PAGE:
Orbán threatens to leave the EPP

Hungarian Prime Minister Orbán has announced that MEPs from his Fidesz party will resign from the EPP group in the European Parliament if it approves an amendment to the rules of procedure proposed by the group's leadership on Friday. The change would allow the suspension of the Fidesz MEPs, which has been impossible so far. Who is putting whom under pressure - and who is in the right?

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Magyar Hírlap (HU) /

You can't dance at two weddings at the same time

Magyar Hírlap voices outrage at the behaviour of the European People's Party:

“The instrument of suspension that the EPP is resorting to is the umpteenth expression of the fact that the party has come under the sway of the aggressive liberals and has become incapable of making decisions. This is poisoning the EPP. What's more, this kind of behaviour is deceitful: the EPP is avoiding the confrontation and possible rupture that the expulsion would entail. ... Instead it is depriving the Fidesz MPs, who received their mandate democratically from two million Hungarians, of their rights. ... At the same time, however, it wants to keep them in the EPP so that it doesn't suffer any disadvantages from the loss of mandates. This is a disgrace.”

Süddeutsche Zeitung (DE) /

Understandable blackmail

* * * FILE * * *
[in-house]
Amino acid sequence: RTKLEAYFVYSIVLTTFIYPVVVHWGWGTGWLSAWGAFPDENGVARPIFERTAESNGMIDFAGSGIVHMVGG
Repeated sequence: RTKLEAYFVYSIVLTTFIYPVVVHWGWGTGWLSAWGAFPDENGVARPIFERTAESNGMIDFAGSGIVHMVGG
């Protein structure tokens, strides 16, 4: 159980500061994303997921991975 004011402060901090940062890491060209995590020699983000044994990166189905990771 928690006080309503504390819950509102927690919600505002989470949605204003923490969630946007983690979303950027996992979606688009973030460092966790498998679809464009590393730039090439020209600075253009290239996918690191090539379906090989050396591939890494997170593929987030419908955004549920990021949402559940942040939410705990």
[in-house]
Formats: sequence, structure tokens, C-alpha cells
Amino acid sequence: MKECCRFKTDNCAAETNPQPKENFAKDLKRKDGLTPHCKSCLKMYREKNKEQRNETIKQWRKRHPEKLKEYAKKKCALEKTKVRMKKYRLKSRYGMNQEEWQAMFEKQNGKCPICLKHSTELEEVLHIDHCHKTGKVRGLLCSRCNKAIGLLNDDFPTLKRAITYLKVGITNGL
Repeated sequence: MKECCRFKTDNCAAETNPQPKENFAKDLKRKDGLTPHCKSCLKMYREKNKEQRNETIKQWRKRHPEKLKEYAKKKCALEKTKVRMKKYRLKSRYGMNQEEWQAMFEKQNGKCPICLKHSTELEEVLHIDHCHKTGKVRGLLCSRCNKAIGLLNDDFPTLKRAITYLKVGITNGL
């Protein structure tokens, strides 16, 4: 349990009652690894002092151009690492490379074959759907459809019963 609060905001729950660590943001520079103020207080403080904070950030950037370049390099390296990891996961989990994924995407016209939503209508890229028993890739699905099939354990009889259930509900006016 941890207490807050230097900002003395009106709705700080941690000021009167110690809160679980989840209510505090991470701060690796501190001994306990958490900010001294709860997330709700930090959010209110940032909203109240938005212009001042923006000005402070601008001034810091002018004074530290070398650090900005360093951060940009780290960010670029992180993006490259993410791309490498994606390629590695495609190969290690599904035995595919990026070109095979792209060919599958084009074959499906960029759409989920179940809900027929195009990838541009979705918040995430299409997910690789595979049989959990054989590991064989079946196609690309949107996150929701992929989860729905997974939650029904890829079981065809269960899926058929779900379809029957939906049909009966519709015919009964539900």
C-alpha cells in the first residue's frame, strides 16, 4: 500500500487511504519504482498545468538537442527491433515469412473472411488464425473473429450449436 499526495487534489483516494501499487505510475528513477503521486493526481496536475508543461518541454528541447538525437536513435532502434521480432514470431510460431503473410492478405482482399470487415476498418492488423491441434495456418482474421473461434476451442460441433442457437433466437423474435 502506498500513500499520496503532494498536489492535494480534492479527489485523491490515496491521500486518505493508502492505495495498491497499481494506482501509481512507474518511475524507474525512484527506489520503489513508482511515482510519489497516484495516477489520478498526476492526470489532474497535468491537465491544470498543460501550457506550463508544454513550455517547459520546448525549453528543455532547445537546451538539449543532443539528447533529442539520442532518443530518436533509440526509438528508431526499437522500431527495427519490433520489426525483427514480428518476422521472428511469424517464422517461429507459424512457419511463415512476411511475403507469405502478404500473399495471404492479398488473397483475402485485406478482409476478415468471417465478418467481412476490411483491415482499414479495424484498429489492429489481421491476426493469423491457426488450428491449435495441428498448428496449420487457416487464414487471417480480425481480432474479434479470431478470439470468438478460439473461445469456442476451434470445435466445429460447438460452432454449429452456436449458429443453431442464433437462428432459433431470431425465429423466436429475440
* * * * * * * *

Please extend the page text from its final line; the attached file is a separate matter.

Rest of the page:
Orbán has once again taken the initiative, the Süddeutsche Zeitung comments:

“He is forcing the EPP to make a decision it might otherwise have postponed for even longer. This is a form of blackmail we have seen him use before, but in this case it's actually understandable. In theory any group could be excluded under the new rules, yet of course this is and remains a 'Lex Fidesz' for the time being. Now the EPP must finally show where it stands on this.”

Népszava (HU) /

A bitter blow for Fidesz

A quick separation would be a relief for the EPP but a momentous defeat for Fidesz, says Népszava:

“[Leaving the EPP would mean] Fidesz distancing itself even more from the German Union parties which are so important for it, and thus losing what is left of its influence. Fidesz could forge a new alliance with Eurosceptic parties, but among other things the current geopolitical situation in Europe is unfavourable for such a move. This is undoubtedly one of the biggest blows Fidesz has suffered since its inception.”

24 Chasa (BG) /

EPP no longer conservative enough

There are good reasons for Orbán's plan, 24 Chasa believes:

“The EPP is no longer what it used to be. It is no longer the party of the great unifier Helmut Kohl, or of Jacques Chirac, José Maria Aznar and Edmund Stoiber. It is no longer the EPP of [former Belgian prime minister Wilfried] Martens, seconded by Orbán, which boasted 270 MEPs and 16 prime ministers. Today, under the liberal Donald Tusk and the Brussels-Bavarian [Manfred] Weber, it has just 100 MEPs and 10 fewer prime ministers. ... What kind of EPP is this in which Portuguese Social Democrats allow same-sex marriage, Merkel boasts that Islam is an integral component of Germany and Sebastian Kurz joins forces with the Greens?”